Adopting a publication scheme is a requirement of the Freedom of Information Act 2000. This Act promotes greater openness and accountability across the public sector by requiring all 'public authorities' to make information available proactively, through a publication scheme.
A. Legal requirement
A.1 Adopting a publication scheme is a requirement of the Freedom of Information Act 2000. This Act promotes greater openness and accountability across the public sector by requiring all 'public authorities' to make information available proactively, through a publication scheme.
A.2 'Public authorities' are listed in the Act and include universities, further education colleges and sixth form colleges.
B. What is a publication scheme?
B.1 The publication scheme is a document which outlines the information a public authority publishes or intends to publish. In this context, 'publish' means to make information available, routinely. These descriptions are called 'classes of information'. The scheme is not a list of the actual publications, because availability will change as new material is published or existing material revised. It is, however, the public authority's commitment to make available the information described.
B.2 A publication scheme must set out the classes, or categories, of information published. It must also make clear how the information included can be accessed and whether or not charges will be made.
C. The model publication scheme for higher education
C.1 The University of Brighton has adopted the model publication scheme developed for the Higher Education sector and is therefore committed to publishing the information it includes.
C.2 This model is designed for higher education institutions across England, Wales and Northern Ireland. The purpose of the model is to save institutions duplicating effort in producing individual schemes and to assist the public in accessing information from across the sector. However, to reflect the diversity in size and function of each institution, a number of optional classes of information are included. As a result, models within the sector will vary slightly. Any optional classes relevant to us have been included in our scheme.
D. The University of Brighton
The University of Brighton adopted its university title in 1992, along with the UK's other former polytechnics. Brighton Polytechnic had been the product of a succession of mergers in the 1970s in Brighton and in Eastbourne but could trace its origins back to the middle of the nineteenth century in Brighton. The constituent colleges which formed the polytechnic were Brighton College of Technology, Brighton College of Art and Design, Brighton College of Education and the East Sussex College of Higher Education. Following a period of relative stability throughout the 1980s, the Sussex and Kent Institute of Nursing and Midwifery became part of the University of Brighton in 1994. In 2003, the university opened the Brighton and Sussex Medical School run jointly with the University of Sussex and the Brighton and Sussex University Hospitals Trust. Simultaneously, the University Centre Hastings was opened in collaboration with SEEDA. Until 2009, the university acted as manager of this higher education centre, drawing courses from a range of HE providers. In September 2009 University Centre Hastings was incorporated into the University of Brighton, as the university had become the sole provider of courses there.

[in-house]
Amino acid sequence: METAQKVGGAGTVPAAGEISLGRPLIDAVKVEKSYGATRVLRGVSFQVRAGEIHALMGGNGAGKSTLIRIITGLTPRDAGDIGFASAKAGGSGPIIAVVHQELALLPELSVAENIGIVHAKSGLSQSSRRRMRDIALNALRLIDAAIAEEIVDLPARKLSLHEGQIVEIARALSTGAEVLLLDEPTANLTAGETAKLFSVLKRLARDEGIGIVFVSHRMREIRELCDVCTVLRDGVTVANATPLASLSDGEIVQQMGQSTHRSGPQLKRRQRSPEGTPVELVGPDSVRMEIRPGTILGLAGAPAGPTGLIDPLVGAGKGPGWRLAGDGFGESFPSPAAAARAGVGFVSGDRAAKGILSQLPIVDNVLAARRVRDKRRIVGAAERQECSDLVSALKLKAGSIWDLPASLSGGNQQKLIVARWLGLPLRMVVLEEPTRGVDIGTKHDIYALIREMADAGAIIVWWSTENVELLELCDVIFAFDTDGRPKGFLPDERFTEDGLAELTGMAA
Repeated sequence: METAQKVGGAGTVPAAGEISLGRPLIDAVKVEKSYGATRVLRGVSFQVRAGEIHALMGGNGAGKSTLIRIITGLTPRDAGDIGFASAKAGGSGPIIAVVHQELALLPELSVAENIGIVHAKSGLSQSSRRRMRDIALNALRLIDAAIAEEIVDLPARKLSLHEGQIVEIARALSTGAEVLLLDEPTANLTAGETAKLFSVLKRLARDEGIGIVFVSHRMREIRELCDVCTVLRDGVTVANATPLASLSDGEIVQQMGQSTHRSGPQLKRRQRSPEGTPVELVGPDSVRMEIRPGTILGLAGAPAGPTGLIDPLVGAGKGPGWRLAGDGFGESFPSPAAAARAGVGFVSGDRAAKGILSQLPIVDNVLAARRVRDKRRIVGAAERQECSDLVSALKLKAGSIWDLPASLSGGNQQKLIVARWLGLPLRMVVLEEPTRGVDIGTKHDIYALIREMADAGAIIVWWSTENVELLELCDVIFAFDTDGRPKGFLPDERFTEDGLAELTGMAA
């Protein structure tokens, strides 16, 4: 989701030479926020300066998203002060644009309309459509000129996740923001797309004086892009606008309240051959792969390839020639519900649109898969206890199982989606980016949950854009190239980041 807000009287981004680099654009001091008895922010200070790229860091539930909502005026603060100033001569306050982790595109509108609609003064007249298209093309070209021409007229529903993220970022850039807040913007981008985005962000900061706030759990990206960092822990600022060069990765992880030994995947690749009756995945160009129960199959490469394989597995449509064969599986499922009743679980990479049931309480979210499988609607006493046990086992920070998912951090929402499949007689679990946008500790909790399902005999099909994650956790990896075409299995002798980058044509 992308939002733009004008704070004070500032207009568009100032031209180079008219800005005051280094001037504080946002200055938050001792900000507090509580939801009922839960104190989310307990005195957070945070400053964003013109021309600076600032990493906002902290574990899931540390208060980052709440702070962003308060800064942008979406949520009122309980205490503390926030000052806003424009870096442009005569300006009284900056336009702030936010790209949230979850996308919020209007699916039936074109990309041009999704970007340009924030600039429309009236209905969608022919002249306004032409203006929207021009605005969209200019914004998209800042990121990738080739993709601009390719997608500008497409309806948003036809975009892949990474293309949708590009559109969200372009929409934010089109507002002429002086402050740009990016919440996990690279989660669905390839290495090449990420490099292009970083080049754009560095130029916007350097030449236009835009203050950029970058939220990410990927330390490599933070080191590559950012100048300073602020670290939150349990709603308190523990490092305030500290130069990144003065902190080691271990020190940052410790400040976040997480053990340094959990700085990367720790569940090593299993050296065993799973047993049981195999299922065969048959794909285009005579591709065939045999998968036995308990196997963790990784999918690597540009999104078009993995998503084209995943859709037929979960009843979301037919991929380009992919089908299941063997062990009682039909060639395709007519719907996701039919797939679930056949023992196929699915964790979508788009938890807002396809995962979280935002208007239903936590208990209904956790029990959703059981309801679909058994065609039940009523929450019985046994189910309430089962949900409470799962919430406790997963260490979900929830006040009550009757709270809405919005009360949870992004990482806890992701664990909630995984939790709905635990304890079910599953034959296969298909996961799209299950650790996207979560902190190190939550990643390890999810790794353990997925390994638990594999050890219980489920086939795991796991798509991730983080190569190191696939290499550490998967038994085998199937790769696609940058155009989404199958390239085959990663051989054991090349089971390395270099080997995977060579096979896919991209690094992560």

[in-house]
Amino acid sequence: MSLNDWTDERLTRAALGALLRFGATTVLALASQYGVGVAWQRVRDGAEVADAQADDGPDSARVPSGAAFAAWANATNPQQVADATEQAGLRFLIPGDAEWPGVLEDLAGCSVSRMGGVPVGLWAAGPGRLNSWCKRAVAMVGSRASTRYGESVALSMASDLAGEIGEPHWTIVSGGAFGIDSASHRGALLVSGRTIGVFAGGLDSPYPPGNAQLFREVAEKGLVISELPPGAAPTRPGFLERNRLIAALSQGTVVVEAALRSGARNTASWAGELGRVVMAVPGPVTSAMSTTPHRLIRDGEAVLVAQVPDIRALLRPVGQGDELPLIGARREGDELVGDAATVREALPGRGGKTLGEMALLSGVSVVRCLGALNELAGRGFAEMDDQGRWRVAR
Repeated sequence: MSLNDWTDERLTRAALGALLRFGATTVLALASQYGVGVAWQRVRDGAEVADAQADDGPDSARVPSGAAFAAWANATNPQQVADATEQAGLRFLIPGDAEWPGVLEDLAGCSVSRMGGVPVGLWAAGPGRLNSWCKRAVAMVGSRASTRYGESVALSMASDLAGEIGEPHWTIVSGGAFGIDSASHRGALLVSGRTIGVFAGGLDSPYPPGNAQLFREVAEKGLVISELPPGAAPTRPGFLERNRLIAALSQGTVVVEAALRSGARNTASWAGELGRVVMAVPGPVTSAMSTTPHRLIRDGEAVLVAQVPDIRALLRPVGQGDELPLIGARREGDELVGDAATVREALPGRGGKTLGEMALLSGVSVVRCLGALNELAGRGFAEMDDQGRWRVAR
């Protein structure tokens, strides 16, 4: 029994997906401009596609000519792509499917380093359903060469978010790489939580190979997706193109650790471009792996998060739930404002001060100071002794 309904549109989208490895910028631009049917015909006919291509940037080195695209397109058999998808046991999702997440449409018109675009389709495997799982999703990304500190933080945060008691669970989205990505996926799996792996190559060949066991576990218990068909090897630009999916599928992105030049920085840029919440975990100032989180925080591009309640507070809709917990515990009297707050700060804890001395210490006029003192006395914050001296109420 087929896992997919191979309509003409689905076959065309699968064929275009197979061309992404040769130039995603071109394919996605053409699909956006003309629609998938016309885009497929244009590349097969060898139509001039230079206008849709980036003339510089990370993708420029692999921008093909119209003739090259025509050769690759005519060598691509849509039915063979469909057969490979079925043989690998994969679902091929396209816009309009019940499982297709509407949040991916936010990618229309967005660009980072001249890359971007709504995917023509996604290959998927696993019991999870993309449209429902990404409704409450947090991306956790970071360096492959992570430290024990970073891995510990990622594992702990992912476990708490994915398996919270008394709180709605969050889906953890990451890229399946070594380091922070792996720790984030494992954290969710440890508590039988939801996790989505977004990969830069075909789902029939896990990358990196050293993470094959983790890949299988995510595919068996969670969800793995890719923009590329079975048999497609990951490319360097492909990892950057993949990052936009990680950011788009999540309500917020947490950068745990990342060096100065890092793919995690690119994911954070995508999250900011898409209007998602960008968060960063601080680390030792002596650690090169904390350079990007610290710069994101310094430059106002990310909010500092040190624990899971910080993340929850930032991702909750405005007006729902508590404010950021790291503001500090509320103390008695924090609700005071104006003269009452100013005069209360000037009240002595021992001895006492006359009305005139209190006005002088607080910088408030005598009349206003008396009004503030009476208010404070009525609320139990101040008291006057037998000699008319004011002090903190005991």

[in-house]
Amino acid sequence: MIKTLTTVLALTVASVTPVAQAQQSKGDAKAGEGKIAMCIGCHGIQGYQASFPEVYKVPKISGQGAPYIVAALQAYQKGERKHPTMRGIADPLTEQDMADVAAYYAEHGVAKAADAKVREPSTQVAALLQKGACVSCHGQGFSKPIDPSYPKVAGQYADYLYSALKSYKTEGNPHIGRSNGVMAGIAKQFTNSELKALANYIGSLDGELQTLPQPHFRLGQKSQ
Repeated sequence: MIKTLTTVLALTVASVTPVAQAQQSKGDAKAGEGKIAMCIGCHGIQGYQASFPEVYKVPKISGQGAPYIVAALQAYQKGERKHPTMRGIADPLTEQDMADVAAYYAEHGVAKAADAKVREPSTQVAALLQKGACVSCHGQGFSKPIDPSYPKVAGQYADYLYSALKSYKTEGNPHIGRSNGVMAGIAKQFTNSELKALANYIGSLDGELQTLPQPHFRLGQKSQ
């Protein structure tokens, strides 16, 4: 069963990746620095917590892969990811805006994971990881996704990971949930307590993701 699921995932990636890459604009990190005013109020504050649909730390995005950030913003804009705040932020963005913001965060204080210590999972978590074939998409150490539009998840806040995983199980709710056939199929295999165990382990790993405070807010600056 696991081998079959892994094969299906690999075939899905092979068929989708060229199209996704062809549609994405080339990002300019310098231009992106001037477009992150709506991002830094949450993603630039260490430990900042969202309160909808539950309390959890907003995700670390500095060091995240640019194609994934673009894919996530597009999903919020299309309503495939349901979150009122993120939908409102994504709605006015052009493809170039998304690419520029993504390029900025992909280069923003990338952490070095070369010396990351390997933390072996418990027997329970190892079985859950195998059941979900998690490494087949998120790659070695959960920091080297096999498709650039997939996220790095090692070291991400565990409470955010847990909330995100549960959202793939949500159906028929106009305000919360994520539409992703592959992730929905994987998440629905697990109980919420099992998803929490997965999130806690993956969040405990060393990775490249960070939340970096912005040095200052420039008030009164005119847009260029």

The university has three campuses in Brighton, three significant concentrations of activity in Eastbourne, and from September 2011 a two-building campus in Hastings.
- In Brighton, at Falmer, work in teacher education, languages, the social sciences, nursing and medicine is located; at Moulsecoomb, activity in science and engineering, computing, mathematics, information sciences, architecture and business; and at Grand Parade, in the city centre, work in art and design.
- In Eastbourne, the university offers courses in sports science, physical education, service management, physiotherapy, podiatry and occupational therapy.
- In Hastings, degrees in social science, broadcast media, business, computing, education and a wide range of joint honours courses are available.
The university organises its academic work into five faculties, each comprises three academic schools. The Brighton and Sussex Medical School forms a sixth academic unit, and is also a school within the University of Sussex.